Protein is also essential following weight loss surgery and during the initial weeks you may be reliant upon milk to meet your needs. Soya milk contains a similar amount of protein in comparison to cow’s milk, however nut milks contain hardly any. If you rely on nut milks then you may need to consider adding a plant-based protein powder: look for one that provides a mixture of different sources of protein to ensure that you’re getting a range of different amino acids (the breakdown of protein) such as hemp, pea and rice protein.


Meat and fish are excellent sources of protein, as well as other nutrients, and although following weight loss surgery you may struggle to eat certain types of meat or indeed the quantity of meat that you ate prior e.g. steak or fried chicken, you should be able to eat meats such as minced beef or casseroled chicken.


Nutrients to be Aware of if Eating a Plant-Based Diet


  • Protein for muscle growth and repair, in addition to muscle preservation when losing weight = If you avoid meat and fish aim to eat a variety of different proteins to ensure that you’re getting all of the essential amino acids (the building blocks of protein) that the body cannot make e.g. tofu, lentils, chickpeas, beans, nuts, seeds, soya and whole grains.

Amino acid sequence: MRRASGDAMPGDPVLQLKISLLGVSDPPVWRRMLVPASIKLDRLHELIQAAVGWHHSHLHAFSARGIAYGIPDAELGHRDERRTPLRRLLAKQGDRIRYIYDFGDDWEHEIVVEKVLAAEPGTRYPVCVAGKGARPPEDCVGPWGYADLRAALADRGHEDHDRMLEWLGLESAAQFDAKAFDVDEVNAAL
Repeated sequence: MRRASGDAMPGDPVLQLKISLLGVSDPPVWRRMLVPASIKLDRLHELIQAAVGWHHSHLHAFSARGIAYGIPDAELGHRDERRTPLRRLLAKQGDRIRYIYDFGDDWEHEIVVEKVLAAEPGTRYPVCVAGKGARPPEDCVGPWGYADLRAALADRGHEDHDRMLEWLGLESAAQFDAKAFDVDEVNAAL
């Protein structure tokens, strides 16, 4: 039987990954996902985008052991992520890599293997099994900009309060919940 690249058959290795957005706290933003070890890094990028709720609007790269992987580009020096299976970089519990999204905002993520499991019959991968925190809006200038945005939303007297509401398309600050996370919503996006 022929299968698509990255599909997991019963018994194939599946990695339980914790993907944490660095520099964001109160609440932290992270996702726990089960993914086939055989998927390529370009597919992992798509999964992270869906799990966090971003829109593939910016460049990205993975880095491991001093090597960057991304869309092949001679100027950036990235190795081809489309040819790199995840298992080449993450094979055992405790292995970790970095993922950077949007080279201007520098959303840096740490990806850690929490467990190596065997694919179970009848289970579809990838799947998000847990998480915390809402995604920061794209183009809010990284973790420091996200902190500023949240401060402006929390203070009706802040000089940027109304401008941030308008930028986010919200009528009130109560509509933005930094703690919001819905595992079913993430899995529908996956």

• Omega 3 fatty acids for heart health = If you don’t eat oily fish make sure to include foods such as flaxseed oil, tofu and walnuts/pumpkin seeds regularly and consider taking an Algal supplement which contains the most beneficial type of omega 3 fatty acid DHA; the body doesn’t convert ALA (the plant based type omega 3) to DHA and EPA very well.
  • Calcium for bone and teeth health = If you don’t drink milk or eat dairy, make sure to choose fortified milk alternatives (this means that calcium is added in), figs, sesame seeds, calcium-set tofu and almonds. You should also take your daily calcium supplement as directed by your dietitian or doctor if you have had a gastric bypass or sleeve.